When she was handed to me - the Hospital is very keen on skin-to-skin immediately after birth - I said "Oh my". I couldnt believe the warm, slightly damp, squirming bundle in my arms was really mine. Also, she was so pink and fair-skinned (ok, by our standards) I wasn't sure she could be mine. But already Mom and the midwives were saying "she looks like her dad". I could only coo at her, lost for words. I think they hadn't yet cut the cord when they handed her to me. DH remembers her body looking doll-like, her head looking more "real". I remember her head smelling like honey even though it was still damp and tiny bit bloody.
Already in her first few minutes she evinced some of her characteristic behaviour. It was amazing to see her little wobbling chin, her going red-faced, as she cried. And the alert way in which she looked around. That was when it really hit me. Here's a whole other person. With her very own quirks and mannerisms, different from me and her dad.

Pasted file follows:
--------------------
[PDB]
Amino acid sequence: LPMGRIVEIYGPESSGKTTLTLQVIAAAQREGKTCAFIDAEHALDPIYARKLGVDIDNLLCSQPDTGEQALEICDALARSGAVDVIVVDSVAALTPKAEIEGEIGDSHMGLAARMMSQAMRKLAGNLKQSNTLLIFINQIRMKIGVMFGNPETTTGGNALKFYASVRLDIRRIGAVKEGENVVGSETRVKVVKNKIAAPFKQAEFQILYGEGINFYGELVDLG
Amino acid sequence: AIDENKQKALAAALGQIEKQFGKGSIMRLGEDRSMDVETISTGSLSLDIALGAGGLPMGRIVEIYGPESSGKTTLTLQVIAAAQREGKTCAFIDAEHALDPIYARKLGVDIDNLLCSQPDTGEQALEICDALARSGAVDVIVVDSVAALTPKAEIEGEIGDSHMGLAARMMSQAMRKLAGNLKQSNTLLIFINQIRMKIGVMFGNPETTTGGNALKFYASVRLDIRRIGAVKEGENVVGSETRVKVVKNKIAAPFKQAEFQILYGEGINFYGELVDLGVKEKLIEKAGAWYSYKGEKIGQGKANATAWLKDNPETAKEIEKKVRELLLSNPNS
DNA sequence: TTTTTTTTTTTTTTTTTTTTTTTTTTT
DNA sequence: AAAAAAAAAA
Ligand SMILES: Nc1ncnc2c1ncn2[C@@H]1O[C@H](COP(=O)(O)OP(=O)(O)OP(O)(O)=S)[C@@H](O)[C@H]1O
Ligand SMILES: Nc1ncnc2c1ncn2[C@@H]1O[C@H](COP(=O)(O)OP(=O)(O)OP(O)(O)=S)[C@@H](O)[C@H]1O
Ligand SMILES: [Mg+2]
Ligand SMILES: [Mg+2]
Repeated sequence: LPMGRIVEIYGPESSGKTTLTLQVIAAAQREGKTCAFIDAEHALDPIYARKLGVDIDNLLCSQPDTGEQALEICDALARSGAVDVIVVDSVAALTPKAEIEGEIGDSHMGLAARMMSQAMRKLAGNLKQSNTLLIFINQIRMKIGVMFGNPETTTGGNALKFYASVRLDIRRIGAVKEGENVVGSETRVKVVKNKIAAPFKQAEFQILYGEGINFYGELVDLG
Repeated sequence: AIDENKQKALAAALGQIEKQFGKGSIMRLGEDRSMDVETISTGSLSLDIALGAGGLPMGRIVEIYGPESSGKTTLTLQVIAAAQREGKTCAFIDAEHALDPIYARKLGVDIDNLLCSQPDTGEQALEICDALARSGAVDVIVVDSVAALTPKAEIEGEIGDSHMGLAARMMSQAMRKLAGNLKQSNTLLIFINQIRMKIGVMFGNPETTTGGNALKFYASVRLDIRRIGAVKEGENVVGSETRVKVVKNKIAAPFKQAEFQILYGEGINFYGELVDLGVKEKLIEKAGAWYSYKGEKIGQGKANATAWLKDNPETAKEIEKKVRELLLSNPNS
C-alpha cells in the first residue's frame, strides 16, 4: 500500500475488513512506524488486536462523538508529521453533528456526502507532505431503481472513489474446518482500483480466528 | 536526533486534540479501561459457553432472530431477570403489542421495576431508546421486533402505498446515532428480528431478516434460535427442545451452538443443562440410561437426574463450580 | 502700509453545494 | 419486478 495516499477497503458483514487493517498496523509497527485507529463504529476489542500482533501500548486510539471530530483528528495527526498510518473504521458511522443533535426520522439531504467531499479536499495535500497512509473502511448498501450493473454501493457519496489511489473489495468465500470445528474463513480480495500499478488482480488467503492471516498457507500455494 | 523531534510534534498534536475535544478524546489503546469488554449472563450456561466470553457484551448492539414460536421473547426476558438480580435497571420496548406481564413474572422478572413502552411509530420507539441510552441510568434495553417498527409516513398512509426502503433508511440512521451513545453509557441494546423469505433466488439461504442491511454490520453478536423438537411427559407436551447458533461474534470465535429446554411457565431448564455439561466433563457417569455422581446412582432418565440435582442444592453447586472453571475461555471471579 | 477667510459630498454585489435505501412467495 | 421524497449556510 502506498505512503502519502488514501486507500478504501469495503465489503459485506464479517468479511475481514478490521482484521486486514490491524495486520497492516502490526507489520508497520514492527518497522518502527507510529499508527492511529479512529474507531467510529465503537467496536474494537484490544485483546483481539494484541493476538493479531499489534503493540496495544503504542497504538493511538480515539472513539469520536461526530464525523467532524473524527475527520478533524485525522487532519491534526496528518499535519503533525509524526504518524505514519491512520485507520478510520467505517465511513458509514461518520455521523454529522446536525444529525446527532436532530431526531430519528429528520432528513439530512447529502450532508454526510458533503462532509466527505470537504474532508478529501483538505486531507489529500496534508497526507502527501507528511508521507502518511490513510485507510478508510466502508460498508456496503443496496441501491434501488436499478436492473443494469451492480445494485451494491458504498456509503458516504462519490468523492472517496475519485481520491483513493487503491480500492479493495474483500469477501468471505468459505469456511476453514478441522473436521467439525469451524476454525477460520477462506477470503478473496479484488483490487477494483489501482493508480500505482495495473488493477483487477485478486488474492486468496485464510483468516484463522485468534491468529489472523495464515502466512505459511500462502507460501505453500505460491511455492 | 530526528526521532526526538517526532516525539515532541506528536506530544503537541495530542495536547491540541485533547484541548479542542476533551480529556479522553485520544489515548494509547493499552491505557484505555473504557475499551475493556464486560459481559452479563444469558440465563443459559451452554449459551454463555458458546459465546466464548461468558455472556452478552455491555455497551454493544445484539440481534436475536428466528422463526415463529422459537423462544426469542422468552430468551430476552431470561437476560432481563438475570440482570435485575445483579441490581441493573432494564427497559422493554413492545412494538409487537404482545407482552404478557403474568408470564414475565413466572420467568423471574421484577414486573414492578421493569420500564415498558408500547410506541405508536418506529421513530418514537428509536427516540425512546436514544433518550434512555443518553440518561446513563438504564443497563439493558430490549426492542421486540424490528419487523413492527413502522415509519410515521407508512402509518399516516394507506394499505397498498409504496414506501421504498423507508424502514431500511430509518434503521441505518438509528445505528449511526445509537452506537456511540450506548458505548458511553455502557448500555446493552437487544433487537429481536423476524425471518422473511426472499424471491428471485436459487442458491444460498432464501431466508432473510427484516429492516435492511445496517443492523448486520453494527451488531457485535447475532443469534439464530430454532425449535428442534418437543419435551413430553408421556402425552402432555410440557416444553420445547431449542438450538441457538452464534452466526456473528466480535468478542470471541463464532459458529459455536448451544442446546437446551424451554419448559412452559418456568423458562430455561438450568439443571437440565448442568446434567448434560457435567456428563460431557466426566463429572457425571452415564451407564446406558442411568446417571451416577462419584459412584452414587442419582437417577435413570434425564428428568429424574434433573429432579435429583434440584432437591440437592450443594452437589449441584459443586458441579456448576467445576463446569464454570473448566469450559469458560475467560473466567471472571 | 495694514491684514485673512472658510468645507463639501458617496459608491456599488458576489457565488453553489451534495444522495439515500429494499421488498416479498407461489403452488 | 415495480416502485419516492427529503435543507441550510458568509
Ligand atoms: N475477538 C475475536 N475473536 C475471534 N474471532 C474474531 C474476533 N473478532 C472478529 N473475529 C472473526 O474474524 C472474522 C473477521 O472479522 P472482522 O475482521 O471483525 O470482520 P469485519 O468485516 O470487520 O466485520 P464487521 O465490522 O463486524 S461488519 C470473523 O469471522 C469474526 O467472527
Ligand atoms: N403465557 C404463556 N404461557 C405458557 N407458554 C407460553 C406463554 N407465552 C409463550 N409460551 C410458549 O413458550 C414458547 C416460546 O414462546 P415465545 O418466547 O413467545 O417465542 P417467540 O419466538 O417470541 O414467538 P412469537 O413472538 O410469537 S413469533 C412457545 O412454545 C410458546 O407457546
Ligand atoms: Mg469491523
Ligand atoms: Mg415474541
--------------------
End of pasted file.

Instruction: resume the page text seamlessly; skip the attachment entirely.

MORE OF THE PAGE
The midwife asked if I intended to breastfeed and I said yes and that I wanted to try latching her on. We placed her on the breast and she very precociously began rooting for the nipple immediately. How do babies know? I think she even had some, which would be the all-important colostrum. While she and I were thus engaged, the midwives gave me an injection to get the placenta out. And then stitched me up, I had pretty bad second degree tears.
Even in my tired state, I was yelling at Mom not to take photos of me. But now I'm glad they both took photos of the little one in her first few minutes. I was also bossily telling them to text such-and-such person. I made DH text my friends and then he mass-texted his friends and family.
A funny thing was all our phones had started ringing at the very moment the baby was emerging! It was my brother, calling from America, desperate to know what was happening.